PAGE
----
Why are some Constitutional rights more important than others?
We hear a lot about Constitutional rights, but it seems some rights are more “Constitutional” than others.
Take the right to bear arms, which is guaranteed by the Second Amendment.
In 2010, according to FBI figures, more than 200 people on the Terror Watch List bought guns. That’s right, people on the Terror Watch List can legally buy guns. So can people who are mentally ill, unless they are ruled unfit by a judge.
In 2011, a gunman in Arizona killed six people and wounded Rep. Gabrielle Giffords and 12 others. In 2012, a shooter in Colorado murdered 12 people in a movie theater.
But no matter how many shootings we have, gun control is not part of our political conversation. With the exception of some mayors, such as Michael Bloomberg of New York City, politicians fear even mentioning the issue. The Brady Center to Prevent Gun Violence pinned Obama with an “F” for his lack of effort.
Such is the importance of our Constitutional rights. At least when it comes to guns.
Not so with voting rights.
In Delaware and elsewhere, Republicans have been busy pushing laws that require voters to present a photo ID. That sounds reasonable. We all want to be confident in the integrity of our elections. The Delaware law failed, but in most states they’ve succeeded. Delaware is one of only 19 states without a voter ID law.
There are two problems with these laws. One is that voter fraud is virtually non-existent. In 2011, Fox News headlined a website story, “Voter ID laws target rarely occurring voter fraud.” It said, “Even supporters of the new law are hard pressed to come up with large numbers of cases in which someone tried to vote under a false identity.
Statistics tell an even more dramatic story. A recent study, funded by the Carnegie and Knight foundations, found that out of 600 million votes cast in the U.S., there were 10 cases of alleged in-person voter fraud. That’s not a typo - we’re talking about 10 cases.
Why solve a problem that doesn’t exist? Sounds like Big Government overreach.
The second problem is that many people, perhaps 11 percent of the population, don’t have photo IDs. They tend to be minorities living in cities. Many don’t own cars and don’t have a driver’s license.
But let’s say, despite the lack of evidence that a real problem exists, that we wanted to try and prevent every last fraudulent vote. It’s not possible, of course, but work with me a minute.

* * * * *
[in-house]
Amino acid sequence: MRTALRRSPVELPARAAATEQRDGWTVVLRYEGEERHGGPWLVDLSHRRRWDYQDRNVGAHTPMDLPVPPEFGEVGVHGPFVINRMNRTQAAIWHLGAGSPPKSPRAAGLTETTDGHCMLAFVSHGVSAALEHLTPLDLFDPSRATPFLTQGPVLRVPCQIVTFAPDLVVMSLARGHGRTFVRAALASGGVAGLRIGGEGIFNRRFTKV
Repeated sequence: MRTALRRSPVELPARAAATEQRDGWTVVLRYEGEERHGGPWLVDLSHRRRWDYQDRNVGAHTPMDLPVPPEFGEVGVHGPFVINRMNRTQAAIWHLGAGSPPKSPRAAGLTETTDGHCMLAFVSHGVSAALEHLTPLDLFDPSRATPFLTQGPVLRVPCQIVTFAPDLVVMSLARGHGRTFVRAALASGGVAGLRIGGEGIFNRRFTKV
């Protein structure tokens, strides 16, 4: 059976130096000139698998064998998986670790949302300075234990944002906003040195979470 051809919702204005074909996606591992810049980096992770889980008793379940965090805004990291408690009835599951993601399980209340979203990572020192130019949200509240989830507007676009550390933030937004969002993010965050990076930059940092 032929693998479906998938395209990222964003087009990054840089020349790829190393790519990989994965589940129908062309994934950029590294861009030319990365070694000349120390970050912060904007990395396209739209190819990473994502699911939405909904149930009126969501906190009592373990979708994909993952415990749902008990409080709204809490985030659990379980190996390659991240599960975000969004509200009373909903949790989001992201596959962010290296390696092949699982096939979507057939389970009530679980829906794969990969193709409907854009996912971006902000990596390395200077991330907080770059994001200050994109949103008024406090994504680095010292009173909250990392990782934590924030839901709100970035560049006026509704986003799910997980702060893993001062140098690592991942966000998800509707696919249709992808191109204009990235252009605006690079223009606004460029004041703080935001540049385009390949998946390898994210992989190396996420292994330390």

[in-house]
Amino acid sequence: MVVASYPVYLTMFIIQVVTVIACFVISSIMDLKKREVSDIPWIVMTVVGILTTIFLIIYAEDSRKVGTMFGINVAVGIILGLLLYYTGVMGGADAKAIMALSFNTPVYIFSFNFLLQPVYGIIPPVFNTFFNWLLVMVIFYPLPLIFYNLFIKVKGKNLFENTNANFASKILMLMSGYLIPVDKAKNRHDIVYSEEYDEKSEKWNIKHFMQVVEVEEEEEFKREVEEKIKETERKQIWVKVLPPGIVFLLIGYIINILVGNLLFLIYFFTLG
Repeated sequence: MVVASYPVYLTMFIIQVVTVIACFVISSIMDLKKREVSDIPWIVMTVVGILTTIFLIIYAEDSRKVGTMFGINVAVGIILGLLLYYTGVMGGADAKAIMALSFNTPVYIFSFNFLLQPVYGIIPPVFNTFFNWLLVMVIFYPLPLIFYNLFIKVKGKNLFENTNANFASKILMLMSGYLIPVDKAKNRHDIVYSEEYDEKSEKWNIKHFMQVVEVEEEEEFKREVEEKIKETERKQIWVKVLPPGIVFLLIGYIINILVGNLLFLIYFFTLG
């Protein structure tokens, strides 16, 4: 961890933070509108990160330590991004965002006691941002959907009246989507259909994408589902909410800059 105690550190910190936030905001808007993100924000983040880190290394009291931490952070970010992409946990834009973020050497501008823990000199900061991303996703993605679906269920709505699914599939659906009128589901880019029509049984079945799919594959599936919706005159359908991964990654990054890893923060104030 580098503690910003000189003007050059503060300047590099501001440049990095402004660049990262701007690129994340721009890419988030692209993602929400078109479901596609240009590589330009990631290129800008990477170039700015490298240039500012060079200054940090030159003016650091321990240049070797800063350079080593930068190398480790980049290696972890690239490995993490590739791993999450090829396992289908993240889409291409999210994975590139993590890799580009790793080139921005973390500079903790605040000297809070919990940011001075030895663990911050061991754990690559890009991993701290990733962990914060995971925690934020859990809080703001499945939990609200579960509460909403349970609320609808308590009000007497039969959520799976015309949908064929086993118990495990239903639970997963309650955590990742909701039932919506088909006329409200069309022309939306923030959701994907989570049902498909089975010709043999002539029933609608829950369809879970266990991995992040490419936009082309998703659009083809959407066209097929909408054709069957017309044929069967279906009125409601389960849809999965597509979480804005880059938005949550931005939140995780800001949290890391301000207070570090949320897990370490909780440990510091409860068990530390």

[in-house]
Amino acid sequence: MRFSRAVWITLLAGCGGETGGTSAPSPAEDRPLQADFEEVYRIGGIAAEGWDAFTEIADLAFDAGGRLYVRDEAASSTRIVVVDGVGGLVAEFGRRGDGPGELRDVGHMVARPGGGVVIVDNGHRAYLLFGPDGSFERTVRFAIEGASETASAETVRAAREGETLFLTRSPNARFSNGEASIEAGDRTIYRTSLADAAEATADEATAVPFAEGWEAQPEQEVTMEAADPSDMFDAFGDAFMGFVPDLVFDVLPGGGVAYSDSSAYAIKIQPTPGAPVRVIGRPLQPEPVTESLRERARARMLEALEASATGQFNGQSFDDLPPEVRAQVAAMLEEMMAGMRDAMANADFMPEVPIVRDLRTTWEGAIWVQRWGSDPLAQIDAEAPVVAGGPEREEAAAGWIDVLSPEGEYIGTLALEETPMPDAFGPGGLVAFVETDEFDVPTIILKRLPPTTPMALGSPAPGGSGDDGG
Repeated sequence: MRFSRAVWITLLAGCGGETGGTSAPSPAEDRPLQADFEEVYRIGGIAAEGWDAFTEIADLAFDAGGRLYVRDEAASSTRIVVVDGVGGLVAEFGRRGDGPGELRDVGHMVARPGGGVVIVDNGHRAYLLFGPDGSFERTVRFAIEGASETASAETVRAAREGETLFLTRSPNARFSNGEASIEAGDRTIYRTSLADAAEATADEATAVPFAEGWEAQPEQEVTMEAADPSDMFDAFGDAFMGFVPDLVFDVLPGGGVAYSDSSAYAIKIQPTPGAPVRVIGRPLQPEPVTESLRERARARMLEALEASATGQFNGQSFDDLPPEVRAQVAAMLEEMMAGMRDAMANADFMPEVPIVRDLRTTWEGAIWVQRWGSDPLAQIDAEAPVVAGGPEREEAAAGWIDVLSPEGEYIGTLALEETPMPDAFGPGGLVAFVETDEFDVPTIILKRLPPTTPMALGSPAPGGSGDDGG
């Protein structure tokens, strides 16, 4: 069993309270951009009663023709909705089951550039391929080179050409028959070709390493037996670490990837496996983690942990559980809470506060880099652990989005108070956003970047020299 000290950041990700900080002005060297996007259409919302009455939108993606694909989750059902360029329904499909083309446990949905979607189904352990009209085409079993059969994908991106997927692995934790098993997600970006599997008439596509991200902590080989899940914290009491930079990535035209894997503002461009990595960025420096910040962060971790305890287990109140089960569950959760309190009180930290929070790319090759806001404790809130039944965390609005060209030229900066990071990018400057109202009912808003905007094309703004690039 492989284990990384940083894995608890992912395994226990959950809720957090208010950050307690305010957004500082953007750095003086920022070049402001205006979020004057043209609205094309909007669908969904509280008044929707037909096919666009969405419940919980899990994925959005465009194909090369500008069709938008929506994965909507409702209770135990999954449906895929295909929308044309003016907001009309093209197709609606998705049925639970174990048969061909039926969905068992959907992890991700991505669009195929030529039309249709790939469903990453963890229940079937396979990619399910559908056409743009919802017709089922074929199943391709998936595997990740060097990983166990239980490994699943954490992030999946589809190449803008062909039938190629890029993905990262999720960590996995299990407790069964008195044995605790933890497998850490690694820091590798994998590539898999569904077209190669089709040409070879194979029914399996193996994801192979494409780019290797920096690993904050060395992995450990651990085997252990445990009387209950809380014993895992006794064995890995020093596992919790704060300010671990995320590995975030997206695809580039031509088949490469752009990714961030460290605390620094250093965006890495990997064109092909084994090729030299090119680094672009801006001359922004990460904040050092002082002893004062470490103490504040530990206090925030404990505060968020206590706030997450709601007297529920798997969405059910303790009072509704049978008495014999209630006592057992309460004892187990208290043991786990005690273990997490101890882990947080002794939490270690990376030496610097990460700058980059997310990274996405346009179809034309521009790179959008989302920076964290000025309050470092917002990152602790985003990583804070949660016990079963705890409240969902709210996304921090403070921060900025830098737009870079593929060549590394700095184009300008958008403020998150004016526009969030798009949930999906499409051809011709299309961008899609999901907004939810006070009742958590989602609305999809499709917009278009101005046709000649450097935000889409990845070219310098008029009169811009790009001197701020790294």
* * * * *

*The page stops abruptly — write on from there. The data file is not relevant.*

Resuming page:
At the very least, shouldn’t we proceed slowly - shouldn’t we do our utmost to make sure these people have proper photo IDs - before we start making it more difficult to exercise their Constitutional right to vote?
(Yes, many of the laws allow for voters without proper ID to sign an affidavit, but it’s another step. It makes it harder to vote. Conducting background checks at gun shows, for example, wouldn’t take away people’s right to buy or own guns, but the NRA considers it an infringement of the Second Amendment.)
What’s the hurry? The hurry, of course, is that there’s an election coming up and the GOP wants to suppress the vote. Pennsylvania Republican House leader Mike Turzai came right out and admitted it: “Voter ID, which is going to allow Governor Romney to win the state of Pennsylvania, done.”
We protect the Constitutional right of people on the Terror Watch List to buy guns. Isn’t it at least as important to protect the Constitutional rights of law abiding citizens to vote?
Debates on the way
In Friday’s Cape Gazette, Andy Staton’s campaign called for a series of debates among the Sixth Senate District candidates, which in addition to Staton, includes Republican Ernie Lopez and Libertarian Gwendolyn Jones.
“We were scratching our heads,” Lopez said. First, he said he hadn’t heard directly from the Staton campaign. Second, he said there is already one scheduled, the Rehoboth Beach-Dewey Beach Chamber of Commerce candidates forum at noon, Wednesday, Oct. 10, at Kings Creek Country Club.
Others are likely.
With the election looming, both campaigns are running hard. Lopez said he is maintaining his primary schedule of three nights after work and all day on Saturday. His usual 45-minute grocery shopping after church on Sunday, he said, turned into a 90-minute campaign stop because of all the wellwishers.
On the Democrat’s side, Campaign Manager Tom Nardi said Staton and two dozen volunteers were out knocking on doors in Lewes Sunday, with another dozen in Milton. It promises to be an exciting finish.
Don Flood is a former newspaper editor living near Lewes. He can be reached at firstname.lastname@example.org.